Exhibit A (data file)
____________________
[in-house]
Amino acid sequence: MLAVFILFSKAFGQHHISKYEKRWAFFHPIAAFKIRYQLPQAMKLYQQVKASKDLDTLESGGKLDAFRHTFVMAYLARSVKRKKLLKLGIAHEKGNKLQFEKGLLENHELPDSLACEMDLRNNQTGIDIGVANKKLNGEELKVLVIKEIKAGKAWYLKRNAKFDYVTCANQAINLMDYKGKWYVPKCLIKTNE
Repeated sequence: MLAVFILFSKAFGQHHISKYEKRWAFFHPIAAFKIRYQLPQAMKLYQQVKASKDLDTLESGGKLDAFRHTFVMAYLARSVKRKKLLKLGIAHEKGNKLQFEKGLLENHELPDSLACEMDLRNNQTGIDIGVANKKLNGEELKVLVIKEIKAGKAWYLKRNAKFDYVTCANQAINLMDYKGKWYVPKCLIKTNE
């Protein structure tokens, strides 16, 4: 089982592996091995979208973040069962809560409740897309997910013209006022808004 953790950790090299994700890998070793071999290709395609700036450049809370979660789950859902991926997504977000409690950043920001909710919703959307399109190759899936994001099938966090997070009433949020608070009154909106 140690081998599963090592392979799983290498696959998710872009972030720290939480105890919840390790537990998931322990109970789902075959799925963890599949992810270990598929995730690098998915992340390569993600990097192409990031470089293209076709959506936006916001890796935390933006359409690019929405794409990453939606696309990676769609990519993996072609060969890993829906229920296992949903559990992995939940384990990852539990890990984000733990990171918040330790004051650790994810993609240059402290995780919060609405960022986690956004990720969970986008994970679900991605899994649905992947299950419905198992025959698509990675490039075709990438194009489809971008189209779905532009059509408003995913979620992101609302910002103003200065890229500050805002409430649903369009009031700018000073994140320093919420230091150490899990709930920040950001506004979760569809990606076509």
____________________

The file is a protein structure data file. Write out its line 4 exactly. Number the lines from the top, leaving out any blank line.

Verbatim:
């Protein structure tokens, strides 16, 4: 089982592996091995979208973040069962809560409740897309997910013209006022808004 953790950790090299994700890998070793071999290709395609700036450049809370979660789950859902991926997504977000409690950043920001909710919703959307399109190759899936994001099938966090997070009433949020608070009154909106 140690081998599963090592392979799983290498696959998710872009972030720290939480105890919840390790537990998931322990109970789902075959799925963890599949992810270990598929995730690098998915992340390569993600990097192409990031470089293209076709959506936006916001890796935390933006359409690019929405794409990453939606696309990676769609990519993996072609060969890993829906229920296992949903559990992995939940384990990852539990890990984000733990990171918040330790004051650790994810993609240059402290995780919060609405960022986690956004990720969970986008994970679900991605899994649905992947299950419905198992025959698509990675490039075709990438194009489809971008189209779905532009059509408003995913979620992101609302910002103003200065890229500050805002409430649903369009009031700018000073994140320093919420230091150490899990709930920040950001506004979760569809990606076509």